Adidas said on Tuesday that it is cutting ties with Ye, the artist and fashion designer formerly known as Kanye West, following a series of antisemitic comments made in recent weeks.
Ye’s nearly decade-long partnership with the German sportswear giant helped make the rap superstar a billionaire and vaulted his Yeezy branded sneakers to a global audience.
Following growing pressure on Adidas to drop Ye, the company announced that it does not tolerate antisemitism or other types of hate speech.
“Ye’s recent comments and actions have been unacceptable, hateful and dangerous, and they violate the company’s values of diversity and inclusion, mutual respect and fairness,” the company said in a statement.
Adidas will no longer produce Yeezy products and stop payments to Ye and his companies, according to Adidas, which estimated that the decision is expected to hit its net income by nearly $250 million in 2022.
The company is the latest to isolate Ye in the wake of a string of incendiary remarks, including that slavery was a choice and a leaked interview between Ye and Fox News host Tucker Carlson, in which he said, “I’d prefer my kids knew Chanukah than Kwanzaa, at least it would come with some financial engineering.”
Adidas had been reviewing its partnership with Ye since he wore a “White Lives Matter” shirt at Paris Fashion Week. The Anti-Defamation League considers the slogan, which has been embraced by white supremacists, a symbol of hate speech.
As the company examined its ties to Ye last week, the ADL asked in a letter, “what more do you need to review?”
Jonathan Greenblatt, who leads the ADL, said in a statement on Tuesday that Adidas’ action “sends a powerful message that antisemitism and bigotry have no place in society.”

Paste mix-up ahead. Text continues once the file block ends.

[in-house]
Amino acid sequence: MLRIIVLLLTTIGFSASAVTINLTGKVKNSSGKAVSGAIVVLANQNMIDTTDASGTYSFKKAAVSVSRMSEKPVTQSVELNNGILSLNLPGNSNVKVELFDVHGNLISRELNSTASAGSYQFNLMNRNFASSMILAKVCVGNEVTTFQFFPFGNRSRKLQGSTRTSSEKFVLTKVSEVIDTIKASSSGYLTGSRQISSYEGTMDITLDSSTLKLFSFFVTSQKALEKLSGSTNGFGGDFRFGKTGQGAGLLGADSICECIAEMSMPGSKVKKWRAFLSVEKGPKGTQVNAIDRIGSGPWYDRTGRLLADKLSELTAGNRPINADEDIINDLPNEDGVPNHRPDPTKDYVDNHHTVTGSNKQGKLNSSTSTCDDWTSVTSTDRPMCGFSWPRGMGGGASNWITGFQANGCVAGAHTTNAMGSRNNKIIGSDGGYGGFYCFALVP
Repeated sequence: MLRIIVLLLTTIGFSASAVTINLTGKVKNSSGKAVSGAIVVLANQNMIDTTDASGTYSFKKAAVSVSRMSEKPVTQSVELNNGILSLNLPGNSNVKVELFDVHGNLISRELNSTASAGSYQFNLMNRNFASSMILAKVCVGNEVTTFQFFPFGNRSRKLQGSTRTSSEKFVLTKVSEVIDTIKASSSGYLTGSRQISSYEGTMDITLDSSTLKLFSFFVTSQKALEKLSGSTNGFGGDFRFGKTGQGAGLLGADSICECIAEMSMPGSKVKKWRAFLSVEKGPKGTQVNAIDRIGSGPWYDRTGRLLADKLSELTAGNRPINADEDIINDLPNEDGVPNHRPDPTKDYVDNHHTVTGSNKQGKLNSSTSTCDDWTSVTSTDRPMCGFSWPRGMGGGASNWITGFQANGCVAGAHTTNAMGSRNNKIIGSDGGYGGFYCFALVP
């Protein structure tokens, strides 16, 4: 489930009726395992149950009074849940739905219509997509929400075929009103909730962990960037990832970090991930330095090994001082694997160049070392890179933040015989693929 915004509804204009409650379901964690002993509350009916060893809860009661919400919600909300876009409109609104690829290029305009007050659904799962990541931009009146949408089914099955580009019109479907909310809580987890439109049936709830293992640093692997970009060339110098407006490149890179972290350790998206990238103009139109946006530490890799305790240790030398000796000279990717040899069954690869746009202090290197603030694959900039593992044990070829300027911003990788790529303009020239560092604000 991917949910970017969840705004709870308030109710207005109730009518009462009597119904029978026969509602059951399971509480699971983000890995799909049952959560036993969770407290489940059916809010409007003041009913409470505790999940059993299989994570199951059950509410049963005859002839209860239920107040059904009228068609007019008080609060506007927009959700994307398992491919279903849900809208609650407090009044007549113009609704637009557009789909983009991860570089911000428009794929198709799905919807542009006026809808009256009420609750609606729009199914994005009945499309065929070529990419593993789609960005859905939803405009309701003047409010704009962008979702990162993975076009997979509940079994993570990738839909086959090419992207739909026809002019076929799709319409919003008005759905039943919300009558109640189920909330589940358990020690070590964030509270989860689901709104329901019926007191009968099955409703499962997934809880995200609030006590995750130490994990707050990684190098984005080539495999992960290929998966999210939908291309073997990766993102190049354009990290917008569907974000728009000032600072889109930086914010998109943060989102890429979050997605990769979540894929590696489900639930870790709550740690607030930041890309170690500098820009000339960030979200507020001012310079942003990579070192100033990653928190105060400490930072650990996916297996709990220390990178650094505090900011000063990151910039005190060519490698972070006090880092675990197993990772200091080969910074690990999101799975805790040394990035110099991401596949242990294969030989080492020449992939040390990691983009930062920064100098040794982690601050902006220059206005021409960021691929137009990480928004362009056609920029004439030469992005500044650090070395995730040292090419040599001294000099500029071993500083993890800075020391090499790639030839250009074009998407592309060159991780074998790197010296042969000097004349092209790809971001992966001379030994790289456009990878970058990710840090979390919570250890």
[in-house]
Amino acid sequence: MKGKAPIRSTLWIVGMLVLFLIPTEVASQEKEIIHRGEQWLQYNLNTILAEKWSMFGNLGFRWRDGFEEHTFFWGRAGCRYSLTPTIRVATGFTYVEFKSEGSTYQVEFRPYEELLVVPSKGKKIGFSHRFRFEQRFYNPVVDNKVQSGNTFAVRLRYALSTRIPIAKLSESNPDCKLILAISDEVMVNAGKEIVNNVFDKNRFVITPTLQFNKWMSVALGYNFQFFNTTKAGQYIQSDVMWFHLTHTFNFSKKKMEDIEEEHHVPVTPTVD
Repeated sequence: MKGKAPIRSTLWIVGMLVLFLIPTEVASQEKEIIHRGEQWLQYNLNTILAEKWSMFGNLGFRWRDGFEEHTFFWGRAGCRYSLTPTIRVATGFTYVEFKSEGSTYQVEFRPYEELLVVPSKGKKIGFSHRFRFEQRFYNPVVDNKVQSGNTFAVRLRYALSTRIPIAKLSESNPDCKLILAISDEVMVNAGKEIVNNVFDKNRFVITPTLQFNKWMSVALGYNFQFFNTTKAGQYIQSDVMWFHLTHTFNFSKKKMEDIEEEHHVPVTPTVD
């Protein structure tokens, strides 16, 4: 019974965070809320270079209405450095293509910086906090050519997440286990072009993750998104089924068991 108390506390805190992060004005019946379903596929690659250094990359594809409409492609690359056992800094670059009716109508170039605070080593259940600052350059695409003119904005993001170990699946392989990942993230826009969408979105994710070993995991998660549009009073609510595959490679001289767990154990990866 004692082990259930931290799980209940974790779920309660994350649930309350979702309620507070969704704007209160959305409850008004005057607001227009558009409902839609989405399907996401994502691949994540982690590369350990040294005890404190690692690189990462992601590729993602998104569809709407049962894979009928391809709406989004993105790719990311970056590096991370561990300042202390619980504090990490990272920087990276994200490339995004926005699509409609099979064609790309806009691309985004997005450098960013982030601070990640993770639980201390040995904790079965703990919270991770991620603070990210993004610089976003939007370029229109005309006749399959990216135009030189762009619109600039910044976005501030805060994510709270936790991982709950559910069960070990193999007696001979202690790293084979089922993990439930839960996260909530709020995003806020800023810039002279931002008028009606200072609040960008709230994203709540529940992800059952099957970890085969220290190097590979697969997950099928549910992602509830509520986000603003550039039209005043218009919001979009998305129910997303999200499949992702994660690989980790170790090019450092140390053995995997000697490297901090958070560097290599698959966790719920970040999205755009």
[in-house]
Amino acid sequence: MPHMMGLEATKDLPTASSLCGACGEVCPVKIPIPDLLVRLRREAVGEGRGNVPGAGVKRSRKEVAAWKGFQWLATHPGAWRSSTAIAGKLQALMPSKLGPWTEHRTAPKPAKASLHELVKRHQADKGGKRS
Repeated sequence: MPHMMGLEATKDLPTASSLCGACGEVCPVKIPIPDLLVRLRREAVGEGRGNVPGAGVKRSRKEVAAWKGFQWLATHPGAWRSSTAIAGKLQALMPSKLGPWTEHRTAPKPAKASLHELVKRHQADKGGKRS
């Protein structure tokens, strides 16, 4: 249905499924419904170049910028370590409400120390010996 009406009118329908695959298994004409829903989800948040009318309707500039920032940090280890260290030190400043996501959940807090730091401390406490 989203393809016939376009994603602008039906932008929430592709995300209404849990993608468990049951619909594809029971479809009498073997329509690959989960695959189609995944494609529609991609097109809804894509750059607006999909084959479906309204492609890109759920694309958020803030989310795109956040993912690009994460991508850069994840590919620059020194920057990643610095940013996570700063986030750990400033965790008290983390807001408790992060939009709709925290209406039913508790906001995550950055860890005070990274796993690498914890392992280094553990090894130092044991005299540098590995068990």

The controversy brings attention to Adidas founder’s Nazi ties
The attention also renewed scrutiny on the history of Adidas.
Brothers Adolf and Rudolf Dassler started manufacturing footwear, including spiked shoes, in Bavaria during the 1920s, becoming the shoe of choice of the Nazis.
In 1933, they both joined the Nazi party and during World War II, their factory was converted into a munitions plant for the war effort.
Then U.S. sprinter Jesse Owens won four gold medals at the 1936 Olympics in Berlin wearing a pair of track spikes from the Dassler brothers, launching the brothers’ shoes to international fame.
An acrimonious rift between the two led to a split: Adolf Dassler, known as Adi, founded Adidas in 1949. And his brother, who went by Rudi, around the same time started rival shoemaker Puma.
Under German law, inciting hatred against people of a certain race or religion, including denying the Holocaust and spreading Nazi propaganda, is criminalized and can be punishable with prison time.
Publicly displaying a Swastika in the country is also outlawed and can result in prosecution.
As Ye continues to be squeezed, he eyes his own ‘Yecosystem’
Twitter and Instagram suspended Ye earlier this month after making antisemitic posts, including a post on Twitter threating to go “death con 3 on JEWISH PEOPLE.”
In response to the social media companies locking down his accounts, Ye announced that he was purchasing the conservative-friendly Twitter knock-off company Parler, in a move that puzzled tech observers. Details of the transaction have yet to be made public.
Adidas moving away from Ye is his latest fallout in the business world since he began unleashing his inflammatory comments. The Balenciaga fashion house has ended its relationship with him and Hollywood talent agency Creative Artists Agency also dumped him.
Production studio MRC said on Monday that it is shelving a finished documentary on Ye upon reviewing his recent antisemitic remarks,
“We cannot support any content that amplifies his platform,” company executives said in a statement.
Ye has not responded to the Adidas breakup.
The rapper has said he intends to build his own “Yecosystem,” which would include his own factories and retail stores as a way of fully separating himself from the corporate world.